On the role of extratropical ocean circulation in the tropical-extratropical and interhemispheric interaction
This study shows that interhemispheric MOC asymmetry causing interhemispheric asymmetry in extratropical surface ocean heat exchange can control aspects of the tropical circulation and the position of ITCZ. We aim to further understanding of key teleconnection mechanisms hence we employ an intermediate complexity coupled climate model derived from GFDL CM2.0 through a set of modular simplifications in sector geometry.
A symmetric configuration with closed rectangular ocean randomly places the dominant source of deep water and heat release in one hemisphere. The advective and convective feedbacks in extratropical ocean cause this unforced hemispheric symmetry breaking that leads to positioning of ITCZ in the MOC dominant hemisphere. Sudden opening of circumpolar channel in subpolar region reduced ocean heat release there due to decrease of poleward salinity and heat transport. This forced hemispheric symmetry breaking moves the dominant region of deep-water production and heat release to opposite hemisphere that causes parallel shift of ITCZ across the equator.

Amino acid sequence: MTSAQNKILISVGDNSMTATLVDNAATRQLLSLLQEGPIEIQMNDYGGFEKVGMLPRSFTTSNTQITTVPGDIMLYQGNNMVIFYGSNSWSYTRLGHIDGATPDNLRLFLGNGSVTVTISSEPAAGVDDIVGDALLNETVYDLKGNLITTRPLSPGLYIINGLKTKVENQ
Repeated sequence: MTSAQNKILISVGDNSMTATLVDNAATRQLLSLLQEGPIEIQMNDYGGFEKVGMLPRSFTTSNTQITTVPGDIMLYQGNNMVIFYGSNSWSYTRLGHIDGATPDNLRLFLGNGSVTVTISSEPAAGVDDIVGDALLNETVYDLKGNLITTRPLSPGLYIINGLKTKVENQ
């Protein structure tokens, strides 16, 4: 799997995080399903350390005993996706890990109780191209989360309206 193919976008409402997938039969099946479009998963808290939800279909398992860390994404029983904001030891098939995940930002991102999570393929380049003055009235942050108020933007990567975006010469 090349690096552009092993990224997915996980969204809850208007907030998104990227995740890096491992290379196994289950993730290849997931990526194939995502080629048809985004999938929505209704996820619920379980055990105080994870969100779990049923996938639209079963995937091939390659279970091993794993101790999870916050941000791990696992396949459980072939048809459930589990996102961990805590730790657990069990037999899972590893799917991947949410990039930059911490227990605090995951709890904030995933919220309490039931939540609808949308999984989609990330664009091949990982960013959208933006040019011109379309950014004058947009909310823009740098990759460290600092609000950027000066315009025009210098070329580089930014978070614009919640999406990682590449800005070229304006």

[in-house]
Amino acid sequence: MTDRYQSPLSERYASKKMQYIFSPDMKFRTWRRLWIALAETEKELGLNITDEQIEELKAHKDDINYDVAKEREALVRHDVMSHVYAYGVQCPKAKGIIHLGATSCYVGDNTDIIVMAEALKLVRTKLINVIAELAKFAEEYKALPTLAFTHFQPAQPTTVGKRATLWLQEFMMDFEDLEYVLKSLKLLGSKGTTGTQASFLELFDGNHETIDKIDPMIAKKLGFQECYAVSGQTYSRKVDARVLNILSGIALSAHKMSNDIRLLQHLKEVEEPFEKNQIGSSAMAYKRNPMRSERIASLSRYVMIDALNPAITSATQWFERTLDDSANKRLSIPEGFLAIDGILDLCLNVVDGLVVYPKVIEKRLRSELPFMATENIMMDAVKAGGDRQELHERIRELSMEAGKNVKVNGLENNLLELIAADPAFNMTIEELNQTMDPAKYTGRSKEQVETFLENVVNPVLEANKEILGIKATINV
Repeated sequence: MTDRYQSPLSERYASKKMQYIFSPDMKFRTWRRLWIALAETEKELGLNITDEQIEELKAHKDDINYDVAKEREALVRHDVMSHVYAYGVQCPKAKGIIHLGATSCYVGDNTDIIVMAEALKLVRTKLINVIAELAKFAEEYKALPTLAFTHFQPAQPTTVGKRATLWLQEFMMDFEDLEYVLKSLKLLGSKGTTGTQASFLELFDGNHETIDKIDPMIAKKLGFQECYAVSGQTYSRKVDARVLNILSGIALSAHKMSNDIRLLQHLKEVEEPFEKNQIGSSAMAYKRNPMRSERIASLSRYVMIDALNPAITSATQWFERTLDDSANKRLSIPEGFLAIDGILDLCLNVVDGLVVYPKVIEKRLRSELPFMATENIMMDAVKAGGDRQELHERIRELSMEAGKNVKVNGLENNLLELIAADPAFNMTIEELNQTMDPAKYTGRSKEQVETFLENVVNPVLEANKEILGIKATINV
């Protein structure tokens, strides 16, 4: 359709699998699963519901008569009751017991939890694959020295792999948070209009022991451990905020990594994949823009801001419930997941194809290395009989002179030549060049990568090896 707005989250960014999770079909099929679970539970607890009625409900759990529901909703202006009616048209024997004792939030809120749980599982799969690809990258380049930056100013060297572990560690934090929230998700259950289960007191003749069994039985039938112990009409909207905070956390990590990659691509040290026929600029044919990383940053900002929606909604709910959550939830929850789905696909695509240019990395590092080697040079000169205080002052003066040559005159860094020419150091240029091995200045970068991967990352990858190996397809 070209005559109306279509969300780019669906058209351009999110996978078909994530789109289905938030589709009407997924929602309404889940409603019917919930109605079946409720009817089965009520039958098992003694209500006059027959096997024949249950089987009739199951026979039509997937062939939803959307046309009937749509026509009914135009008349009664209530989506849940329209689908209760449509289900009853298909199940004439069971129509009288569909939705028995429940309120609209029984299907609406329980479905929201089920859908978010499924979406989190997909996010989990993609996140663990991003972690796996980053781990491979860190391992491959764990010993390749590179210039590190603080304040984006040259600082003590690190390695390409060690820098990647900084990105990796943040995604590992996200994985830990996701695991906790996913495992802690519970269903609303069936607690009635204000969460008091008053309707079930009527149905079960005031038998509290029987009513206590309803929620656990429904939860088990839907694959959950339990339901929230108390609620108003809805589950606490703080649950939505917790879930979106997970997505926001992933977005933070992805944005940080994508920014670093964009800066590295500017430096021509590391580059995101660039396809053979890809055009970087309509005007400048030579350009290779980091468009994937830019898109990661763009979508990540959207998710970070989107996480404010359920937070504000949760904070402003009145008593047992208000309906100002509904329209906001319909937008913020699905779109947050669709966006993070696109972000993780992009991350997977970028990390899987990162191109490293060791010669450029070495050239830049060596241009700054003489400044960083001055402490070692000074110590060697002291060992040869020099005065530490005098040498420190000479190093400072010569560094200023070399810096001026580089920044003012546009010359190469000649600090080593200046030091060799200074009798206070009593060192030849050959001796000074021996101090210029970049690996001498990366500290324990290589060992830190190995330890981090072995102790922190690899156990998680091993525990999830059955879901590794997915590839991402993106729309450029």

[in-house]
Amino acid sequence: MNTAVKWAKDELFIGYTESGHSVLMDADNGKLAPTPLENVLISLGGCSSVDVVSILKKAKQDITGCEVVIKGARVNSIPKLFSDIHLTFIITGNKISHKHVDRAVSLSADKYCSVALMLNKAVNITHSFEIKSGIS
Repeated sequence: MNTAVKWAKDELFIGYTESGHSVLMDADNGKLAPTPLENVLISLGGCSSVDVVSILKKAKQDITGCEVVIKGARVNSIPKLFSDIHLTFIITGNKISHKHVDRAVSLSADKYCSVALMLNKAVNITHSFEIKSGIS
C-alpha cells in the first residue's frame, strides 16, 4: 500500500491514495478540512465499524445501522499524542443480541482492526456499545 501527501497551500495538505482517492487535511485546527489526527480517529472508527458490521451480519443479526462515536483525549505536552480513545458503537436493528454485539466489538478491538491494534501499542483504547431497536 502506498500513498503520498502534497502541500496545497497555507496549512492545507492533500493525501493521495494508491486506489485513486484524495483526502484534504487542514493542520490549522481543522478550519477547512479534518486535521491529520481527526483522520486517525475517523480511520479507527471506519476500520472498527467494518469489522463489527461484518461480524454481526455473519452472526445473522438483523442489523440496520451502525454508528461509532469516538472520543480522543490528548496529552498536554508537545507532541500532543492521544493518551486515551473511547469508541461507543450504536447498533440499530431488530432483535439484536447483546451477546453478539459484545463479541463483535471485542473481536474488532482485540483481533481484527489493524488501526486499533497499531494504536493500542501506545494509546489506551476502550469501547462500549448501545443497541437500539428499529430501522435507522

Overall, in this simplified coupled system, ITCZ is always downstream (upstream) of the cross-equatorial OHT (AHT) controlled by interhemispheric asymmetry in extratropical ocean circulation and surface heat exchange. The result will hopefully spur further analysis of remote influence of the Southern Ocean, the North Atlantic and the North Pacific on the position of ITCZ around the globe in a hierarchy of models with different levels of complexity.